Advice to shoot a party with flash.

Started Apr 3, 2013 | Discussions
Olovskie Forum Member • Posts: 74
Advice to shoot a party with flash.

I would need advice regarding shooting at a party where the ambient light (ca 2500 K) is about 2-3 EV too dark to be without flash. The ambient light has a constant level throughout the room. There are high ceilings which excludes the bounce from the ceiling. The walls are of varying colors, which makes it difficult to bounce from them to control the color temperature.

Looking forward to your advice.



Dougs_Photo Regular Member • Posts: 127
Re: Advice to shoot a party with flash.

You have little choice but to use direct flash under these conditions. Use the usual settings for low light but keep the shutter speed high enough to avoid motion blur. Gel the flash with a 1/2 CTO to match ambient light. Keep your distance from your subject so that light fall off is more even around the subject. Remember that at high ISO settings the flash minimum distance is is pretty far and if you are too close you will blow out the subject.

You will be surprised how well this can actually work.


 Dougs_Photo's gear list:Dougs_Photo's gear list
Canon EOS 5D Mark III Canon EOS 70D Canon EOS 7D Mark II Canon EOS D30 Canon EOS 50D +28 more
hotdog321 Forum Pro • Posts: 18,256
Re: Advice to shoot a party with flash.

I agree with the previous poster. If I can't use bounce flash, I just use direct on-camera flash with a high enough ISO and slow enough shutter speed so the background won't be dark.

Filtering the flash to the ambient color temperature is a nice tweak.

I've seen other photographers (not me) use a small softbox on the strobe head, or even use the softbox/strobe head off camera with a coiled sync cord. Too awkward in crowded situations, IMO, but an option.

 hotdog321's gear list:hotdog321's gear list
Canon EOS 5D Mark IV Canon EF 70-200mm f/2.8L IS II USM Canon EF 24-70mm f/2.8L II USM Canon EF 16-35mm F4L IS USM Canon EF 11-24mm F4L +1 more
hirejn Regular Member • Posts: 355
Re: Advice to shoot a party with flash.

Direct flash is not a professional solution. Point it upward and use a diffuser. If the ceiling is too high, it doesn't matter. Enough light will fall onto the subject to illuminate it, and it will be better than direct flash, but not much. Drag the shutter a bit to soak in some of the ambient light and use rear curtain. Two stops down on the ambient can actually be ideal because you need shadows. You don't want the ambient light to match the flash quantity exactly. You could also hold the flash in one hand, diffused, and trigger it using the pop-up flash as a commander.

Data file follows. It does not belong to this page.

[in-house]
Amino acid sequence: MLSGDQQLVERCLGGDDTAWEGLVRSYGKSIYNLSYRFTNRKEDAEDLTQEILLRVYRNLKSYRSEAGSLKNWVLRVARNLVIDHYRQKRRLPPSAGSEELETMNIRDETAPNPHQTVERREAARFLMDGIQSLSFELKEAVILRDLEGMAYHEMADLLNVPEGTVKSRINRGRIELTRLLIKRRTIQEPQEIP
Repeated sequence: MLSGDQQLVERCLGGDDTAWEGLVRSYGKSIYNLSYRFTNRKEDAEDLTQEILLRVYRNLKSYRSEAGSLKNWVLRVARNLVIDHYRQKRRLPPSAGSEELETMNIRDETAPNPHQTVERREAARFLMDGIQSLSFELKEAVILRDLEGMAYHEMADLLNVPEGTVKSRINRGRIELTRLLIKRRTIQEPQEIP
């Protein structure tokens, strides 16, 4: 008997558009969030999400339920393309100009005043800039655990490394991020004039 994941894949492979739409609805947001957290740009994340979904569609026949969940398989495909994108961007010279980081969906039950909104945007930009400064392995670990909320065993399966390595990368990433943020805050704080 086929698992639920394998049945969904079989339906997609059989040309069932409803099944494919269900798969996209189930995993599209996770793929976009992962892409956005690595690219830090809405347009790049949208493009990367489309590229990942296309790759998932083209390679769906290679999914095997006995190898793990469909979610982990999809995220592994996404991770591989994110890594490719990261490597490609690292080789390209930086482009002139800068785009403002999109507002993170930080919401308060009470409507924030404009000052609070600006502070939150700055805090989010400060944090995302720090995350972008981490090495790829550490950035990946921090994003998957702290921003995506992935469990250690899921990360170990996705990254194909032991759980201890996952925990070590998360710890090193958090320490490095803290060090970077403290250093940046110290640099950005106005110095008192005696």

-- hide signature --

Joel Nisleit Photography
The best piece of camera gear is the one used by someone who understands photography.

 hirejn's gear list:hirejn's gear list
Nikon D300 Nikon D100 Nikon D200 Nikon D700 Nikon AF-S Nikkor 70-200mm f/2.8G ED VR +8 more
glanglois Contributing Member • Posts: 987

I just got a large Rogue Flashbender (must be a Futurama spinoff) and found it worked well in a party situation.

Unlike some diffusers I have, there's no light distributed to the rear or sides.  That's not necessarily a drawback and instead appears to be a clear advantage in your case.

Sailor Blue
Sailor Blue Forum Pro • Posts: 11,716
Re: Advice to shoot a party with flash.

A few thoughts.

Shoot in RAW mode.  The larger dynamic range of RAW files will allow you to salvage shots that are impossible to save if you shoot JPGs.

You would need about a 1.25 to 1.5 CTO filter to match 2500K lights.  Don't do that because if you adjust the WB then everything in the image would look like you shot it in daylight.  Your best choice would probably be the 1/2 CTO filter Dougs_Photo recommended and color correct just enough to make the faces look slightly warm.  This will leave the background looking warmer for atmosphere.

Using a Flashbender or a LumiQuest Big Bounce with your gelled flash is a very good idea.

ExpoImaging - Rogue FlashBenders

LumiQuest Big Bounce - LumiQuest

Getting the flash off camera is another good idea.  Joe McNally is left eyed but most of us can learn to shoot left eyed.  Joe holds his flash in his left hand, extends his arm out to the side to get the flash away from the camera, then nestles his camera into his left shoulder to steady it.  He calls it Da Grip.  If you use RF triggers like the Yongnuo RF-602s or RF-603s you avoid the need for cords, and cords are a pain.

Joe McNally’s Blog - Da Grip

Keep the ISO up high enough to make the background visible when you use a shutter speed of around 1/60 sec.  At 1/60 sec. you may see a bit of movement of subjects, but movement of people in the background can add to the atmosphere of the shot.  The flash will freeze the closest subject.

Experiment with shorter and longer shutter speeds.

Zoom your camera, i.e. try shooting with the camera overhead and down low.

Have fun.

-- hide signature --

Living and loving it in Bangkok, Thailand. Canon 7D - See the gear list for the rest.

 Sailor Blue's gear list:Sailor Blue's gear list
Fujifilm FinePix Real 3D W3 Canon EOS 7D Tamron SP AF 90mm F/2.8 Di Macro +10 more
OP Olovskie Forum Member • Posts: 74

Thank you all for your great advices!

First - I shoot allways in RAW so adjusting the wite balace in PP is easy. Using 1/2 CTO gel sounds good.

I have just made a fast test with the camera on M mode, exposure -2..3 EV down on the ambient, flash=TTL and the flash comensation +-0. The flash direct on the subject.

Shadows caused from flash was not too heavy and the background not too dark either. I´m quite satisfied with the result.

As a next step I will make tests with diffusers.


Keyboard shortcuts:
FForum MMy threads